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From: Brock Peabody (brock.peabody_at_[hidden])
Date: 2003-10-08 17:20:20

> -----Original Message-----
> From: boost-bounces_at_[hidden] [mailto:boost-bounces_at_[hidden]]
> On Behalf Of David Abrahams
> Sent: Wednesday, October 08, 2003 5:06 PM
> To: boost_at_[hidden]
> Subject: [boost] Re: unions
> "E. Gladyshev" <egladysh_at_[hidden]> writes:
> > --- David Abrahams <dave_at_[hidden]> wrote:
> > [...]
> >>
> >> Please consult any basic textbook on algorithm complexity. No offense
> >> intended, but if we can't agree on O(N) == O(k * N), I think we'll
> >> never agree on anything and I don't see any point in continuing this
> >> conversation.
> >
> > Of course I are right, I was just teasing sorry.
> Oh. I should have a better sense of humor about that, but my time is
> so short these days...
> > You were paranoid about me using word "behavior"
> > I was paranoid about 'k'; technically you should
> > have said that k is *independent* of N.
> > I liked your "o-n-squared-equals-o-one-ly" proof though.
> >
> > I think you and I agree that variant should not have a special
> > "first-type switch"?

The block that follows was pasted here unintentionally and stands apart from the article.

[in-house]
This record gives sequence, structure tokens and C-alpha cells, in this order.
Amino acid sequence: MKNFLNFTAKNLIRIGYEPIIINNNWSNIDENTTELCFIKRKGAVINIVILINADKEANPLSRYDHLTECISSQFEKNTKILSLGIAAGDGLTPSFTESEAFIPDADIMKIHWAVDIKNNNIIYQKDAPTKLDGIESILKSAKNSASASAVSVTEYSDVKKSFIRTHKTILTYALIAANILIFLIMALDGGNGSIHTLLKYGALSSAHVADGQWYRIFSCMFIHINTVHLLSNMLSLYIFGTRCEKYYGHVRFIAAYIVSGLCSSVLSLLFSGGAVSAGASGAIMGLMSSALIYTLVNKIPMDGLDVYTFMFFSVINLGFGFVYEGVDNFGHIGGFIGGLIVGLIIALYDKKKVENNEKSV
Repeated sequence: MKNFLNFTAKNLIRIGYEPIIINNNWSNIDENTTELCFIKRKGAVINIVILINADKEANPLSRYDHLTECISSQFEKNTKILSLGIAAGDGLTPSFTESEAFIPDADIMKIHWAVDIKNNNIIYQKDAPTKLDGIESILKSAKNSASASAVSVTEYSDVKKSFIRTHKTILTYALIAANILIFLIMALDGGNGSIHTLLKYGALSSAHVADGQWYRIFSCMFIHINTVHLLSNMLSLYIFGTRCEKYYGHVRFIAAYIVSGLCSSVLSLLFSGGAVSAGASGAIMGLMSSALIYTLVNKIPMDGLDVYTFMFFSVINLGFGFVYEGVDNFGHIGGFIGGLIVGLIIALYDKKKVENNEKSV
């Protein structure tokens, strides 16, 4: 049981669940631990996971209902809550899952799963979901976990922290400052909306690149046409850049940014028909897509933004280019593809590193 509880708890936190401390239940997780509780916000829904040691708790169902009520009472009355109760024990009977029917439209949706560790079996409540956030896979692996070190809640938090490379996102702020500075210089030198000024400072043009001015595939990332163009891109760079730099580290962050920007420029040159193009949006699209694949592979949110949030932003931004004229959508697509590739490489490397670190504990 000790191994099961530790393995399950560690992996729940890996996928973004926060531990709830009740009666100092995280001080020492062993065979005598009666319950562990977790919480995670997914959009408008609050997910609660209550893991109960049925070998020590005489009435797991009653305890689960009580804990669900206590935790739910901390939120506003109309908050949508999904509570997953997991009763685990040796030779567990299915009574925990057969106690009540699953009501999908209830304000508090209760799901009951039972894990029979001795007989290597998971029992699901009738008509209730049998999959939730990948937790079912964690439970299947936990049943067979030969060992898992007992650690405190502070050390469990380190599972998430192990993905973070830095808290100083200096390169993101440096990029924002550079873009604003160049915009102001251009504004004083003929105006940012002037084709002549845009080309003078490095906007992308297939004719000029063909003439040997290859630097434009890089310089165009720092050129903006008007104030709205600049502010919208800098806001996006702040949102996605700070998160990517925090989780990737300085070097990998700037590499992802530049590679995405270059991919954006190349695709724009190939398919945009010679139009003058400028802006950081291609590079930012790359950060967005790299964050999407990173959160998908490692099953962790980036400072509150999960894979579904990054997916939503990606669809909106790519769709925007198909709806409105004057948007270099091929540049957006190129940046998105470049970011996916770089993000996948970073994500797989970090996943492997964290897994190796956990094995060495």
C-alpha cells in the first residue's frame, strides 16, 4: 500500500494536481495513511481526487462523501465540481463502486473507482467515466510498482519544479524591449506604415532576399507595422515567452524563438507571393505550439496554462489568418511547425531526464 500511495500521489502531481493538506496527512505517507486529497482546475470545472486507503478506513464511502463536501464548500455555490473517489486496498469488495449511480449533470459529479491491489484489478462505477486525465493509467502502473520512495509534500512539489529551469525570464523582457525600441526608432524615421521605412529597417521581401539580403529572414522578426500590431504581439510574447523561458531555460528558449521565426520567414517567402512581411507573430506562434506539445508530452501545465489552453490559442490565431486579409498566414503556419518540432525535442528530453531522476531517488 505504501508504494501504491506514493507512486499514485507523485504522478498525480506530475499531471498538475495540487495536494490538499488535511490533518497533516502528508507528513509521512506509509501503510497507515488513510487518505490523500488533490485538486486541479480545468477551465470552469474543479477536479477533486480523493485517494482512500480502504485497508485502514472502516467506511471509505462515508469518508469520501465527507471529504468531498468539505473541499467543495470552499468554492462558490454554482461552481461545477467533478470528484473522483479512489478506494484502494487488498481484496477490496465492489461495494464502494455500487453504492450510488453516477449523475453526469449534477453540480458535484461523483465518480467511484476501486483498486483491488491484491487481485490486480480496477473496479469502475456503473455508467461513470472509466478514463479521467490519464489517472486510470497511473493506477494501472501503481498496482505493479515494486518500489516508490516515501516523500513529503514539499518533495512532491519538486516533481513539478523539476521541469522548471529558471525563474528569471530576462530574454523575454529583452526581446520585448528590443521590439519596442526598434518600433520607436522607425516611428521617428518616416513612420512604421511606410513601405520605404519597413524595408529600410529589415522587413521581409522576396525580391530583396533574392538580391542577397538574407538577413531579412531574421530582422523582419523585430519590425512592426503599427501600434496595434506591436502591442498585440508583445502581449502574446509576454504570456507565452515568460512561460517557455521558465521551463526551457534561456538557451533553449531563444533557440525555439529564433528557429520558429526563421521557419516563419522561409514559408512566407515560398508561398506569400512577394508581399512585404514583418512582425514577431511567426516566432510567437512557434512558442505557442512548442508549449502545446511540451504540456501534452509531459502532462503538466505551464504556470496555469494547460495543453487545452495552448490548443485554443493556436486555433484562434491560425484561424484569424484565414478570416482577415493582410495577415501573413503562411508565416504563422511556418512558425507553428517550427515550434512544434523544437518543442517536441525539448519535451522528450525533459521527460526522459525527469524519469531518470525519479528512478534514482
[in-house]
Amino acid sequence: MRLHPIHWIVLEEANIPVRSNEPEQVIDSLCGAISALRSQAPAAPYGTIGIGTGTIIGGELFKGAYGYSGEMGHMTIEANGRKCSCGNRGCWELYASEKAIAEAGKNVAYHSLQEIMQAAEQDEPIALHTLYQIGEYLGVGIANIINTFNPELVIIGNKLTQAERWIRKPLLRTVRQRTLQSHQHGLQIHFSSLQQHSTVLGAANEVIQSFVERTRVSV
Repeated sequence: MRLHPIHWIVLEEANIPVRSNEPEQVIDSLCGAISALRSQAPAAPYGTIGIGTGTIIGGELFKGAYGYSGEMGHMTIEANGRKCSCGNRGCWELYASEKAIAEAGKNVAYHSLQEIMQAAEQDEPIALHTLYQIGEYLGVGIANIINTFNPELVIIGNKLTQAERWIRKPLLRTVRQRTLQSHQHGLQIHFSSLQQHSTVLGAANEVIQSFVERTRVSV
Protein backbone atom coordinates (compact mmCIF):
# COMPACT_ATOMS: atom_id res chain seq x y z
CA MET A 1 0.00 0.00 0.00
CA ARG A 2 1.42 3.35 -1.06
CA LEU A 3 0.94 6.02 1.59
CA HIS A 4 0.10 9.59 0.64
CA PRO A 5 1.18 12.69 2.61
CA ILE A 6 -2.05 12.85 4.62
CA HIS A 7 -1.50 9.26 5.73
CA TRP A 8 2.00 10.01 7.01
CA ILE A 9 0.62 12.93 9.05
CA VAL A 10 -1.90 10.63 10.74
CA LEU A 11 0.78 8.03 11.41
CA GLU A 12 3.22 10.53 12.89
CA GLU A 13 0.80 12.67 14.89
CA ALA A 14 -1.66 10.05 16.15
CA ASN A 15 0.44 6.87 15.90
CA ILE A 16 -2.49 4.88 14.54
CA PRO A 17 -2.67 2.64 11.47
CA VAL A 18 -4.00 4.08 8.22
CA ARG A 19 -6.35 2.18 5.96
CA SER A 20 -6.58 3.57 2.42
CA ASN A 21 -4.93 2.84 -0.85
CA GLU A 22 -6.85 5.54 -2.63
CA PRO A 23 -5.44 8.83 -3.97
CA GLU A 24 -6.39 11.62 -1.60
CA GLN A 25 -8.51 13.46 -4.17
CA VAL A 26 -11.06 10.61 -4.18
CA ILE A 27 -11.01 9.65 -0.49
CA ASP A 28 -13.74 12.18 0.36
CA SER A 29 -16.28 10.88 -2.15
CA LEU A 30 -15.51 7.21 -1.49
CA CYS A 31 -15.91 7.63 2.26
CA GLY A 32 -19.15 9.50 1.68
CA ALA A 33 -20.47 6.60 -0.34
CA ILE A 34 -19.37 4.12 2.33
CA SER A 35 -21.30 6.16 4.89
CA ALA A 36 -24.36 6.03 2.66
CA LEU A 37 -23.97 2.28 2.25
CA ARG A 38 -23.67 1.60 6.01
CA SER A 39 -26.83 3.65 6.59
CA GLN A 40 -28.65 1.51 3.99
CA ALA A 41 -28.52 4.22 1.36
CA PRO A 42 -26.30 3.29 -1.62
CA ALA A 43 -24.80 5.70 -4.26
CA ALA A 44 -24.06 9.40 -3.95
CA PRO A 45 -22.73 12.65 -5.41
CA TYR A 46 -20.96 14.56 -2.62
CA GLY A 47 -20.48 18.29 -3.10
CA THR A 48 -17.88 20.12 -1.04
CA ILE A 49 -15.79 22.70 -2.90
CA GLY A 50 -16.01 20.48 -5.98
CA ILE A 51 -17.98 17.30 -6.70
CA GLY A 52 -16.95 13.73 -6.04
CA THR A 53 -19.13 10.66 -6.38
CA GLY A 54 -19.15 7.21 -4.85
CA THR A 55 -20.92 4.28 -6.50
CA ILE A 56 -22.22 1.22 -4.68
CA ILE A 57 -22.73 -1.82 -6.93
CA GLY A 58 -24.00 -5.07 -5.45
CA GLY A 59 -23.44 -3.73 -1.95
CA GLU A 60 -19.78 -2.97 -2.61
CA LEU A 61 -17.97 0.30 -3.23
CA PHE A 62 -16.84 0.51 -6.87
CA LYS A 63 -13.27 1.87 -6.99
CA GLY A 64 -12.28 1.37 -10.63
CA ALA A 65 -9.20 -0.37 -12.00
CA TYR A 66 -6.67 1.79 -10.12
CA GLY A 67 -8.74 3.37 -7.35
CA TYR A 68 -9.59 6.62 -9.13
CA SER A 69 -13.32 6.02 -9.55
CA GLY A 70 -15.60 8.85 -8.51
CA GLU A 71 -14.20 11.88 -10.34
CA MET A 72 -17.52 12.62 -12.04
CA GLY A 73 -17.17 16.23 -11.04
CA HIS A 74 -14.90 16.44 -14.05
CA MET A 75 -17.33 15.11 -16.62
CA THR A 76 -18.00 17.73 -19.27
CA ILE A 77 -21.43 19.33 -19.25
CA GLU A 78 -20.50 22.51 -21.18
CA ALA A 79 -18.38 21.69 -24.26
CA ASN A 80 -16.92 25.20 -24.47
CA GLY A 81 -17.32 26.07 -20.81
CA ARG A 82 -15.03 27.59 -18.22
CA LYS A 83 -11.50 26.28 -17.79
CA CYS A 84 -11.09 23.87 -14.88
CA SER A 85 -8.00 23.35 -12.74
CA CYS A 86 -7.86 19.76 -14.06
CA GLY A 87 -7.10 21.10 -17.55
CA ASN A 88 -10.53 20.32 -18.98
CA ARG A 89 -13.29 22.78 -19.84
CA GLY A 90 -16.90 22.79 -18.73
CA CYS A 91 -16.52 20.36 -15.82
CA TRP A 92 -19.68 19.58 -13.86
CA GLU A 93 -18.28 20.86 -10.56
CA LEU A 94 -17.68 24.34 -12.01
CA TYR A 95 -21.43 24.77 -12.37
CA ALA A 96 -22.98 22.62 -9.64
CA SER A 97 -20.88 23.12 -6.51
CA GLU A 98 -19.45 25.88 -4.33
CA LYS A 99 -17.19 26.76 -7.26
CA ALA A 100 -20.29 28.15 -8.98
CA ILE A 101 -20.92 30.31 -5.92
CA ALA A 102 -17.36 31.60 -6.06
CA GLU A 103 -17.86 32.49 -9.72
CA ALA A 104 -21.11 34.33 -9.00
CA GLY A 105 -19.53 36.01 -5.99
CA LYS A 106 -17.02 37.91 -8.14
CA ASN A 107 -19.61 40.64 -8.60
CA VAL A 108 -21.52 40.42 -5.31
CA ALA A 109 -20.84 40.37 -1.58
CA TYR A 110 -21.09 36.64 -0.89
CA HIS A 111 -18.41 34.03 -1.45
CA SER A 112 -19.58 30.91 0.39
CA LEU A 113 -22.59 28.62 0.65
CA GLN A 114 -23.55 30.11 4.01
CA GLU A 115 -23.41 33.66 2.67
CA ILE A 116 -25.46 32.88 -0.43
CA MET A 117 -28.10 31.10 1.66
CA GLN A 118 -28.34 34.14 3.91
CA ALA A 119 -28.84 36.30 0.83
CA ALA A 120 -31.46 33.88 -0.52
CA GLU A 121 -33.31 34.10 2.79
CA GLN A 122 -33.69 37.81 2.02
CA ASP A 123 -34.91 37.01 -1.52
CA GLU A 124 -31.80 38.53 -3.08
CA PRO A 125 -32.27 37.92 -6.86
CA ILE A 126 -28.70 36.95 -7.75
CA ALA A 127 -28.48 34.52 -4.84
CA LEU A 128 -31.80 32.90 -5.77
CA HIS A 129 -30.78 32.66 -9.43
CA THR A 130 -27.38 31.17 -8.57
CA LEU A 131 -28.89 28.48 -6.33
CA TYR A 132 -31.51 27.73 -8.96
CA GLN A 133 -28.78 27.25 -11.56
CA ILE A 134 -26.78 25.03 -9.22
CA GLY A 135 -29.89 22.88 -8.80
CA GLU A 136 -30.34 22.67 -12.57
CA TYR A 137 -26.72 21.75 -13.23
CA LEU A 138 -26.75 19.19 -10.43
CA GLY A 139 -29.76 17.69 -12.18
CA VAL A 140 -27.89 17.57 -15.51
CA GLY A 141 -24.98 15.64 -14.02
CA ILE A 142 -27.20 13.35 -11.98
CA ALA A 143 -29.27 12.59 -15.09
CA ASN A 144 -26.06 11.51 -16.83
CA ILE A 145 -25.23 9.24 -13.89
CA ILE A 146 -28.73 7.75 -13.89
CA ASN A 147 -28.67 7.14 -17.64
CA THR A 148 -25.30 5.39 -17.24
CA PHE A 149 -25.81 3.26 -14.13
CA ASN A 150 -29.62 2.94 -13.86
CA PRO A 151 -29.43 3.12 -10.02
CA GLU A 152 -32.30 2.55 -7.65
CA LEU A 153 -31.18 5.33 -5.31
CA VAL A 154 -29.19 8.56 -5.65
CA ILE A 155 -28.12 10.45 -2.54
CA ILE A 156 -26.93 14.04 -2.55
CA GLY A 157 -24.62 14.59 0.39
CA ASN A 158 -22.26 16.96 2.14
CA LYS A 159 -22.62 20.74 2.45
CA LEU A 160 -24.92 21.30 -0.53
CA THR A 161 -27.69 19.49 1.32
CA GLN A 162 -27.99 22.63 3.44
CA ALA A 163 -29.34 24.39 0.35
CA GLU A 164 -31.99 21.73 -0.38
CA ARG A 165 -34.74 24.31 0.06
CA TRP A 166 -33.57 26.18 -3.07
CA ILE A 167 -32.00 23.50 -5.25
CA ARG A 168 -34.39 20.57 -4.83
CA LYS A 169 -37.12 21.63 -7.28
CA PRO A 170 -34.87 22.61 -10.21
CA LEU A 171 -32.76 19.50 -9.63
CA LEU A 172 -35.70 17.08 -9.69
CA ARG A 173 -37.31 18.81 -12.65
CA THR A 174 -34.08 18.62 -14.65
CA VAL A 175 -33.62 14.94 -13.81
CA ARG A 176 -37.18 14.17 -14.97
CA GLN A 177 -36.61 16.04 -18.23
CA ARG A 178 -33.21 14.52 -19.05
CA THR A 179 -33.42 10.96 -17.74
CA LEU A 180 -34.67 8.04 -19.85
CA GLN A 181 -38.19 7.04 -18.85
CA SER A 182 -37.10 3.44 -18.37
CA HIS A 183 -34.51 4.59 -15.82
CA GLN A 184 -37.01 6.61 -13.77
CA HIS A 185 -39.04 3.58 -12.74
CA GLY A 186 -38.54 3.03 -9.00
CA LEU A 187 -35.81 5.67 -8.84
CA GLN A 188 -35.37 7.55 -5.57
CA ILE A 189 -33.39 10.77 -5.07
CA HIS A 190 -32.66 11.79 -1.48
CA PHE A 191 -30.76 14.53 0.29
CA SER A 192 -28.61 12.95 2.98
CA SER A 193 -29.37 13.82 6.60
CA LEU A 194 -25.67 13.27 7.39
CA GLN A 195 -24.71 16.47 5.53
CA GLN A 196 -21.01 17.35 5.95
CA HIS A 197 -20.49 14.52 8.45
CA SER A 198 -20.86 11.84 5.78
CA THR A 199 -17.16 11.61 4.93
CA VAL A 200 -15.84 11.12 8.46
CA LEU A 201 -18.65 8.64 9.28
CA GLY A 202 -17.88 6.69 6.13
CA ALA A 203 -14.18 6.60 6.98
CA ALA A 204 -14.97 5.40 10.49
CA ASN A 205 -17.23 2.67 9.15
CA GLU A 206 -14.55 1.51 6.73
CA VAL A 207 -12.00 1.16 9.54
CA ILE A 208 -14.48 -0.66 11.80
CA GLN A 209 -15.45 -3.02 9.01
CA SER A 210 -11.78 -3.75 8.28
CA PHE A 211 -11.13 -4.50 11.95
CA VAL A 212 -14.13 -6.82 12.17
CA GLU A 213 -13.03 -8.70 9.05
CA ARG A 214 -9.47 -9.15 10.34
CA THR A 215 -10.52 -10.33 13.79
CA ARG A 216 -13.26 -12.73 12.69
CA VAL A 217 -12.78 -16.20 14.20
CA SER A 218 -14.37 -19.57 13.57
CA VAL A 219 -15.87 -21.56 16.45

> Yes. However, I prefer that to anything other than "optimizing
> whenever an optimization is possible", which is where we may differ.

So library could offer any one of

(1) no exception safety guarantees
(2) basic guarantee
(3) strong guarantee

Where performance is traded for increasing safety. Maybe some day the type
of exception safety chosen could be done by policy. In the mean time, I can
see a reason for wanting any of the three.

My personal preference would be for (3). I'd take the performance penalty
(the double allocation?) to get the strong guarantee - just do the right
thing you know. It's certainly the least surprising solution. Doesn't
boost::smart_ptr have thread safety mechanisms that increase overhead
unnecessarily when not needed? I think that was the right thing to do too.

My .02


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